We live in a culture that comes just short of ridiculing anyone who implies they need help. We like our independence. We like to be able to say “I did it! And I did it my way!”

Ironically, at the same time, Psychologists tell us that we are a ‘lonely people’. A recent study showed that nearly half of the people interviewed felt isolated and alienated from their peers.

I wonder if Solomon was thinking of loneliness and alienation when he wrote these verses in Ecclesiastes. Certainly as king of Israel he needed no one, and if he did, they were at his beck and call. Yet there was a loneliness there. A realization that no one is an island regardless of their political, social or financial stature.

While there are exceptions of course, generally speaking people who reach out to help people are generally those that others are willing to help. Jesus story of the Good Samaritan teaches us that everyone is our neighbor and so, each of us has a responsibility to reach out a helping hand. The help we receive isn’t a reason to help, it’s a side-benefit.


I remember the conversation well. He’s a personal friend who happens to be a billionaire as well. One day in conversation he said to me, rather sheepishly, “I don’t even know how much money I have. But God has blessed me to I can bless others.”

What a stunning statement. In a way it reminded me of King Solomon. He, like my friend, could have had anything his heart desired. Solomon sought all the earthly things. Gold, kingdoms, women, but none of them brought happiness. Finally in exasperation he confessed that there is nothing of any true value in earthly possessions. True value comes only from God.

Are riches bad? Of course not. Is it wrong to have a happy home, a good retirement and a whole bunch of friends? Of course not. But when those things take precedence over your relationship with Jesus, trouble is bound to happen!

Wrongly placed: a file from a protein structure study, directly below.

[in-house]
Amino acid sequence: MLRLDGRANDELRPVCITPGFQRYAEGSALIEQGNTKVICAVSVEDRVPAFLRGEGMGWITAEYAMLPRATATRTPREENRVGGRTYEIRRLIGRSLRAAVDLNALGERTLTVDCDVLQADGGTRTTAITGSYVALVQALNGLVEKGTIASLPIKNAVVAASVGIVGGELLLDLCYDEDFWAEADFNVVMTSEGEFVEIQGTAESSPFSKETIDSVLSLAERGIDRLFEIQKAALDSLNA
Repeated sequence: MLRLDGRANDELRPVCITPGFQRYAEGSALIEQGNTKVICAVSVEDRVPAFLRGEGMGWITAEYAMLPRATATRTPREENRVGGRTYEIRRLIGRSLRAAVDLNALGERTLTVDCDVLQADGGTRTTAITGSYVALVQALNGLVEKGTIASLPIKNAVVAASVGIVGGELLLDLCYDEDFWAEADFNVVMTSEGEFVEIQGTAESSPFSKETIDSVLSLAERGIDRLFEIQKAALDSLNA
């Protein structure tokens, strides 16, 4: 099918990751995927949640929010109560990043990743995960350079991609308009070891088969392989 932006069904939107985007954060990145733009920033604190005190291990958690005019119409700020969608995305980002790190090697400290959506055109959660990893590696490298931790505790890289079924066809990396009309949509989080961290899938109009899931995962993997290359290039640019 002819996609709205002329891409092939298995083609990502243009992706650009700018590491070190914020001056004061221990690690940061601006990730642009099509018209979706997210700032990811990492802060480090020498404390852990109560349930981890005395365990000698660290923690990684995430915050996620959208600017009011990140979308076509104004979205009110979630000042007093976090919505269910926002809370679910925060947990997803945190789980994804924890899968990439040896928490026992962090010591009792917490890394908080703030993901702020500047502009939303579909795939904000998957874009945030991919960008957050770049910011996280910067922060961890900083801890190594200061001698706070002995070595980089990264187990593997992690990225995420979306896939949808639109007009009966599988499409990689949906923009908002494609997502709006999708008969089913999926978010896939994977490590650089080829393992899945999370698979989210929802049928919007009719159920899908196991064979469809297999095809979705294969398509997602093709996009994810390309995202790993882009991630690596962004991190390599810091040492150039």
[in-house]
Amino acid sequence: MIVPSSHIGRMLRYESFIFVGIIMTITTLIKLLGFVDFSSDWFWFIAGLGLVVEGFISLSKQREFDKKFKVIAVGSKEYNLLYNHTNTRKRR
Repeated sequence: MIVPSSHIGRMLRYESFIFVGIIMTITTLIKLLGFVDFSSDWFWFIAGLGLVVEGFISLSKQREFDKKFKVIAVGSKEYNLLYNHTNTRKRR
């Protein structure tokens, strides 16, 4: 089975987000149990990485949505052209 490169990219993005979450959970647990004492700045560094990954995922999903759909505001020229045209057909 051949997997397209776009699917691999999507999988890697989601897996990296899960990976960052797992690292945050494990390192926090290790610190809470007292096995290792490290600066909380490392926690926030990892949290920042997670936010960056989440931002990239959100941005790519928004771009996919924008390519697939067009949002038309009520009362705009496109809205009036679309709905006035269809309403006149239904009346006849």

Now, before you read this and smugly sit back and say, I got this covered, BEWARE! The enemy of our souls loves to deceive us into complacency and apathy. I have started the practice of trying to start my day with a prayer to ask God to use me and end my day with a prayer to ask God to search me, to dig deep into the words I say and the attitudes I have to make sure my life is in tune with him.

True blessing comes from the heart set on Jesus.


The heart of mankind is a fickle thing. Jeremiah calls it deceitful and wicked. Some of the biggest lies it tells are lies about ourselves and our relationship with God.

“It’s okay. Everyone does it God will understand and forgive.”

“Will God really deliver you? Remember what happened to uncle Billy”

“You don’t really think God can use you now, do you? You’re nothing but a failure. Always have been. Always will be.”

These are just a few of the lies. Which ones do you believe?

David knew failure. I doubt David trusted himself anymore than God did later in life. “Search my heart God. I don’t trust my own view of myself. I don’t trust how I feel. I certainly don’t trust my actions.

His prayer ends with the confident realization that once the examination was done, once the pain of revelation is past, then show me the next steps. Show me the path I need to become the person you can empower me to be.

Be brave enough to open yourself to a God whose only desire is to make you better; to show you the path to everlasting life.